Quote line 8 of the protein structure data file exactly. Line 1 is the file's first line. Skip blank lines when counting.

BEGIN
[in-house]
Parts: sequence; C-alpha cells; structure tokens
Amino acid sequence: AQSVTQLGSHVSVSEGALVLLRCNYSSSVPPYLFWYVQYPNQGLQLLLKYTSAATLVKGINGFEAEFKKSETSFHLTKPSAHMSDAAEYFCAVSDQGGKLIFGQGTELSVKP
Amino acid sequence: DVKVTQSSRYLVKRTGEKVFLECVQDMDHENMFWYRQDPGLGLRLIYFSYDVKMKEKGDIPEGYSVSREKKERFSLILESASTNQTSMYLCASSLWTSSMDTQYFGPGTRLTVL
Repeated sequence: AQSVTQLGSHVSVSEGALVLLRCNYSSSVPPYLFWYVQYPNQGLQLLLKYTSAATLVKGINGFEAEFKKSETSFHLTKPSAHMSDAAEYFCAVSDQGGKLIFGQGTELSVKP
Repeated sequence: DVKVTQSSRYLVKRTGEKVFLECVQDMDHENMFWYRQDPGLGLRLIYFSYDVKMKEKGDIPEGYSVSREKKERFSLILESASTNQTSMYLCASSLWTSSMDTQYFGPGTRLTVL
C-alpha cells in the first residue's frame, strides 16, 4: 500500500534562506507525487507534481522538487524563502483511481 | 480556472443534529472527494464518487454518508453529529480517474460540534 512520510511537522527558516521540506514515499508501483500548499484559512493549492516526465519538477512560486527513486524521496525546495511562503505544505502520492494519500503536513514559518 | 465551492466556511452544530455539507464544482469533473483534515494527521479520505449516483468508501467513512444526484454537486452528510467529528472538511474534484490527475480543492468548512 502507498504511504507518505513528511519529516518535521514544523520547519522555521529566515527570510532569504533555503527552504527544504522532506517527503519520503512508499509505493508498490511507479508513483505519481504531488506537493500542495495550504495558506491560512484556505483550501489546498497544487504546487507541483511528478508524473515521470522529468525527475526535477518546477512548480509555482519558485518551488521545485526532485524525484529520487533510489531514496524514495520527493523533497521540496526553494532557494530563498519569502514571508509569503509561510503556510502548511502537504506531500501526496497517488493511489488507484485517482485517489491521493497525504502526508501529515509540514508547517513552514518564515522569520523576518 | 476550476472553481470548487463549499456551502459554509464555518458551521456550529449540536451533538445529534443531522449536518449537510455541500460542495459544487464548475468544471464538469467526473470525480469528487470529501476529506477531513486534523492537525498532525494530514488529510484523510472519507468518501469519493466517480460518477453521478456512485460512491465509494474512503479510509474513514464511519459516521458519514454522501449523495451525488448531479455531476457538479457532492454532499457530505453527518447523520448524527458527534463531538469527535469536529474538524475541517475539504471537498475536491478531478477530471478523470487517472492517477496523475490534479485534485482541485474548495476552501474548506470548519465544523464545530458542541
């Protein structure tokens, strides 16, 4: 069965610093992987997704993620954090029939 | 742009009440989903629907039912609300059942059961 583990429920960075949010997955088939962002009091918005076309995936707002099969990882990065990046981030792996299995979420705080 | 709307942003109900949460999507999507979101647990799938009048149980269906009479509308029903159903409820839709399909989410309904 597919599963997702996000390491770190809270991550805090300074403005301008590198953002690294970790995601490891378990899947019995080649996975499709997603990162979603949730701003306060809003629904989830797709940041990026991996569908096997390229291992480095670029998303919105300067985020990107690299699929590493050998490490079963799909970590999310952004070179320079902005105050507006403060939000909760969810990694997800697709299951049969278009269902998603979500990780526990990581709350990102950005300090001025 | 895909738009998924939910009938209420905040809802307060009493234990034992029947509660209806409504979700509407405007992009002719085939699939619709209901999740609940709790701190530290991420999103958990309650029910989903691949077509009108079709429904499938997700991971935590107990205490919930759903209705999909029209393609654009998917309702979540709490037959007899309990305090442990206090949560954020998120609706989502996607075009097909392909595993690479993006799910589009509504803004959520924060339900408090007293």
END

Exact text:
């Protein structure tokens, strides 16, 4: 069965610093992987997704993620954090029939 | 742009009440989903629907039912609300059942059961 583990429920960075949010997955088939962002009091918005076309995936707002099969990882990065990046981030792996299995979420705080 | 709307942003109900949460999507999507979101647990799938009048149980269906009479509308029903159903409820839709399909989410309904 597919599963997702996000390491770190809270991550805090300074403005301008590198953002690294970790995601490891378990899947019995080649996975499709997603990162979603949730701003306060809003629904989830797709940041990026991996569908096997390229291992480095670029998303919105300067985020990107690299699929590493050998490490079963799909970590999310952004070179320079902005105050507006403060939000909760969810990694997800697709299951049969278009269902998603979500990780526990990581709350990102950005300090001025 | 895909738009998924939910009938209420905040809802307060009493234990034992029947509660209806409504979700509407405007992009002719085939699939619709209901999740609940709790701190530290991420999103958990309650029910989903691949077509009108079709429904499938997700991971935590107990205490919930759903209705999909029209393609654009998917309702979540709490037959007899309990305090442990206090949560954020998120609706989502996607075009097909392909595993690479993006799910589009509504803004959520924060339900408090007293």